We think it can.
From your emotional well-being to upper-body strength, archery offers many wellness benefits. For starters, consider the workout you get when pulling back a bowstring. Assuming the bow has at least a 15-pound draw weight – best for beginners – you’re essentially doing a strength-training workout each time you raise your bow.
As you begin to enjoy archery more and buy gear, the bow’s mass (overall) weight increases a bit. You’ll add weights, called stabilizers, to balance the overall weight of the bow you’re lifting with the draw weight of the string you’re pulling. Add a sight for aiming, and pretty soon both sides of your body get some serious toning. Your arms, shoulders and back muscles all benefit.
One great part of archery often underrated is the walking. When shooting target archery, you walk back and forth on flat ground to targets to pull your arrows every three or six shots. Depending on the distance you shoot, you could walk 20 to 77 yards to retrieve your arrows, which quickly adds up to your recommended 30 minutes per day.
In field or 3-D archery, you hike through the woods and shoot targets at various distances. You’ll try uphill and downhill shots as you become more proficient, which makes you feel like a real-life Amazonian archer! In addition to your woodland hikes, which have great calorie-burning potential, you’ll also soak up lots of oxygen, forest views and dappled sunlight.
Sound peaceful? It’s actually amazing … and good for you.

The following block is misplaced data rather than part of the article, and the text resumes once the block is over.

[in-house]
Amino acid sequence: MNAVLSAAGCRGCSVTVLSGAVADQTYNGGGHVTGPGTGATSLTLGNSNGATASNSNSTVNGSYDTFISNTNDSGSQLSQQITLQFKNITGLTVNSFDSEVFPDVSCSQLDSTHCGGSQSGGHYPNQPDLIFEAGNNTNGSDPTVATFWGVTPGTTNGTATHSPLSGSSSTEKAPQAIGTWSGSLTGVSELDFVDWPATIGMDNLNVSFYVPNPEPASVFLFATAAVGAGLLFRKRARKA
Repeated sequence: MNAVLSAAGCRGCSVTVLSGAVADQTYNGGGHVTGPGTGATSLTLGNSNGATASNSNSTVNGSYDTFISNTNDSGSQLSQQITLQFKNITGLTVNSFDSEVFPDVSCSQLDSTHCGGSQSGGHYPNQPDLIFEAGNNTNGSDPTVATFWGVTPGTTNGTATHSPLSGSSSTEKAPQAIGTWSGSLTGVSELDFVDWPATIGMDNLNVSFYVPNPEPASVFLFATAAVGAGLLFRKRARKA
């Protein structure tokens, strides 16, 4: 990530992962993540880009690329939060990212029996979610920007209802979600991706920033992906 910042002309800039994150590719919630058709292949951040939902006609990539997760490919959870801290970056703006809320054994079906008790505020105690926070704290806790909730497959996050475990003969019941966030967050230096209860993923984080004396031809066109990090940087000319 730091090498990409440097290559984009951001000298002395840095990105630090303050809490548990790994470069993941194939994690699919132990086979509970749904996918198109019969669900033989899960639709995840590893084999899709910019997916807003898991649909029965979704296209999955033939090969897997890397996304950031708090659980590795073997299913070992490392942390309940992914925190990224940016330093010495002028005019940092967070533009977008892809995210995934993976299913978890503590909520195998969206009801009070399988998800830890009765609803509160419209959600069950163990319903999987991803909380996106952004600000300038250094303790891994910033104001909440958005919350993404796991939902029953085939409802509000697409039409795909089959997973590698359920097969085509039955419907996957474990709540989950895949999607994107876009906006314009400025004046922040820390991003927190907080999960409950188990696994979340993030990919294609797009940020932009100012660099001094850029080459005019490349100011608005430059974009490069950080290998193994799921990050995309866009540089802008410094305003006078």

One of archery’s greatest benefits is its stress-relieving potential. Not only does archery teach you to focus and slow your breathing, it also helps you focus on one thing at a time. Daily struggles seem to melt away when you have a bow in your hands, because archery requires 100 percent of your concentration.
Mindfulness has tremendous benefits, such as alleviating anxiety, increasing productivity, and improving one’s physical health. It can also provide perspective. “When the archer draws the bowstring, he can see the whole world in his bow,” says Paulo Coelho, an archer and celebrated best-selling author who wrote “The Alchemist.”
Coelho practices archery kyudo-style, bowing to the range before shooting. “I use archery as my way of meditation,” Coelho said. “I cannot sit down and just meditate in the classical sense. I am very active. So, I use archery. I have my bow, my arrow, and it is my way to meditate, and this is the only thing that clears my mind.”
Finally, one of archery’s greatest health benefits is that it increases social interactions for those who enjoy activities with friends. It also provides opportunities for solitary meditation for those needing peaceful escapes. We hear many stories about people who met friends and even spouses through archery. Surely, loving interactions with friends and family are some of archery’s greatest health benefits.
Ready to start improving your health, well-being – and maybe your social life – through archery? Stop by your local archery store and change your life for the better!